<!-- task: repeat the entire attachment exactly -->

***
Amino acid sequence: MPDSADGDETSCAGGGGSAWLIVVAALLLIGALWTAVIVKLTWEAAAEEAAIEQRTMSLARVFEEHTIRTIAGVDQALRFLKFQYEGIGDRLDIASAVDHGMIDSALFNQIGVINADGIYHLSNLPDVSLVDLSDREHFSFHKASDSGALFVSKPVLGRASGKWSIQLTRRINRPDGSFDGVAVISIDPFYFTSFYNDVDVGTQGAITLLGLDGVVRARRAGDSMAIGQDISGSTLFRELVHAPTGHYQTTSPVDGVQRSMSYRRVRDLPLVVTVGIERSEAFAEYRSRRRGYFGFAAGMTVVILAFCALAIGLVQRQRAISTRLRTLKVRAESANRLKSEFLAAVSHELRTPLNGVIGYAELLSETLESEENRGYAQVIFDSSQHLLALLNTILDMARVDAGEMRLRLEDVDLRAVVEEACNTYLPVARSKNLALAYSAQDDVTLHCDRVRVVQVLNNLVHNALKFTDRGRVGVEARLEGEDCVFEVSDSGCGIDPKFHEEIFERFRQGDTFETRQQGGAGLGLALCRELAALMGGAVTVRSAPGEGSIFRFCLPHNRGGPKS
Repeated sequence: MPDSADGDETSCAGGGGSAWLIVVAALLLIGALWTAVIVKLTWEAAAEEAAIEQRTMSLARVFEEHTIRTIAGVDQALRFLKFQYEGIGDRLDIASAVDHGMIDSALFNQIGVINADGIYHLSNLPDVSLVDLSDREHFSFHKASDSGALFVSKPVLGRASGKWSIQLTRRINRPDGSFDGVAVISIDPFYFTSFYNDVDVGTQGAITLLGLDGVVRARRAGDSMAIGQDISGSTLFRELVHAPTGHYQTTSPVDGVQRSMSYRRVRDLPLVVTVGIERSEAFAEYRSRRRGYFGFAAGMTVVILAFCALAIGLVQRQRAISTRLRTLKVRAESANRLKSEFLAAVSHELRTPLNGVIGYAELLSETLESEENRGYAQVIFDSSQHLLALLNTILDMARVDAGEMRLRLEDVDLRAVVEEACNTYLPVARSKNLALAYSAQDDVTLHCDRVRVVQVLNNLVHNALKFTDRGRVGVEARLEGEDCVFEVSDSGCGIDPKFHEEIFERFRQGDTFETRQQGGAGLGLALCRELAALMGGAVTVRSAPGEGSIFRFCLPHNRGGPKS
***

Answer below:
Amino acid sequence: MPDSADGDETSCAGGGGSAWLIVVAALLLIGALWTAVIVKLTWEAAAEEAAIEQRTMSLARVFEEHTIRTIAGVDQALRFLKFQYEGIGDRLDIASAVDHGMIDSALFNQIGVINADGIYHLSNLPDVSLVDLSDREHFSFHKASDSGALFVSKPVLGRASGKWSIQLTRRINRPDGSFDGVAVISIDPFYFTSFYNDVDVGTQGAITLLGLDGVVRARRAGDSMAIGQDISGSTLFRELVHAPTGHYQTTSPVDGVQRSMSYRRVRDLPLVVTVGIERSEAFAEYRSRRRGYFGFAAGMTVVILAFCALAIGLVQRQRAISTRLRTLKVRAESANRLKSEFLAAVSHELRTPLNGVIGYAELLSETLESEENRGYAQVIFDSSQHLLALLNTILDMARVDAGEMRLRLEDVDLRAVVEEACNTYLPVARSKNLALAYSAQDDVTLHCDRVRVVQVLNNLVHNALKFTDRGRVGVEARLEGEDCVFEVSDSGCGIDPKFHEEIFERFRQGDTFETRQQGGAGLGLALCRELAALMGGAVTVRSAPGEGSIFRFCLPHNRGGPKS
Repeated sequence: MPDSADGDETSCAGGGGSAWLIVVAALLLIGALWTAVIVKLTWEAAAEEAAIEQRTMSLARVFEEHTIRTIAGVDQALRFLKFQYEGIGDRLDIASAVDHGMIDSALFNQIGVINADGIYHLSNLPDVSLVDLSDREHFSFHKASDSGALFVSKPVLGRASGKWSIQLTRRINRPDGSFDGVAVISIDPFYFTSFYNDVDVGTQGAITLLGLDGVVRARRAGDSMAIGQDISGSTLFRELVHAPTGHYQTTSPVDGVQRSMSYRRVRDLPLVVTVGIERSEAFAEYRSRRRGYFGFAAGMTVVILAFCALAIGLVQRQRAISTRLRTLKVRAESANRLKSEFLAAVSHELRTPLNGVIGYAELLSETLESEENRGYAQVIFDSSQHLLALLNTILDMARVDAGEMRLRLEDVDLRAVVEEACNTYLPVARSKNLALAYSAQDDVTLHCDRVRVVQVLNNLVHNALKFTDRGRVGVEARLEGEDCVFEVSDSGCGIDPKFHEEIFERFRQGDTFETRQQGGAGLGLALCRELAALMGGAVTVRSAPGEGSIFRFCLPHNRGGPKS